What is the Marmite made of? The factory shares the yeast extract ingredients and method

In an unearthed episode of Food Unwrapped on Channel 4, presenter Kate Quilton visited a factory in Staffordshire to see how Marmite and other yeast extracts are made.

In the streets, several members of the public tried to guess what the pot was made of. One suggested, “Really reduced beef broth,” while another wondered if “mold and salt” got into the yeast product.

Sinjin Skelton, a quality specialist at the factory, showed Kate the whole process and revealed the ingredients.

He said: “When breweries make beer, they take a sugar solution, and they add yeast to it, and the yeast turns the sugar into alcohol.

“Yeast cells multiply as they produce alcohol, and as a result, breweries end up with seven times as much yeast as they started out with, which is then sold to make extract. yeast.”

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Kate remarked, “That explains the smell – it smells like beer!”

“When it arrives from the breweries, it’s pumped into large vats called coppers,” she told viewers.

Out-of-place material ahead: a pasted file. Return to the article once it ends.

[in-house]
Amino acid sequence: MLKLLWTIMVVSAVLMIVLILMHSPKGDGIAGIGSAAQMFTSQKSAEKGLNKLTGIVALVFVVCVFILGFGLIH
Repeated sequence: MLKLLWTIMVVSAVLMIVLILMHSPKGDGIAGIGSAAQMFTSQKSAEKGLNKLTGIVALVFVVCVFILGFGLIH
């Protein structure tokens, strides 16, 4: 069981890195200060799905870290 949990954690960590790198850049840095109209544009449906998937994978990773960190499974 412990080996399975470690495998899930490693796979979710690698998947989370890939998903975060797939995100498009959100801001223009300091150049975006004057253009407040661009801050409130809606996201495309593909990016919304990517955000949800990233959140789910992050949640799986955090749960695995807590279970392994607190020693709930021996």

Sinjin added, “What happens in there is that we adjust the temperature so that the yeast starts to break down.

“The coppers are heated to 95 degrees, which kills live yeast and breaks down cell walls.

“The yeast soup is then separated into two liquids – the broken down cell walls and the cell interiors.”

Kate held up a bottle of liquid and remarked, “You’ve gutted every yeast cell and that’s what yeast extract is.”

But to make it into a spread, the liquid is heated and boiled, resulting in a concentrated yeast extract.

Kate tasted the product after boiling it and said it “tastes a little like it’s missing a little something”. Sinjin replied, “We add secret ingredients.”

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The presenter wanted to see the inside of the large container but was not allowed, however she commented on the color: “It’s very red!”

According to Marmite’s label, it contains barley, salt, vegetable juice, concentrate, and celery.

“Anyway,” Kate remarked. “It’s mixed with yeast extract and fills 25 million jars a year.”

Marmite fans took to social media to comment on the product’s process.

“Oh my God I can’t eat this anymore. But my childhood! One wrote.

“So basically it’s dehydrated yeast tripe mixed with vegetable broth,” another commented.

A third wrote: “Toast, pot and beer. A delicious way to start the day.

Marmite has expanded its range with crispy peanut butter, truffle and chilli.

Post source: Express

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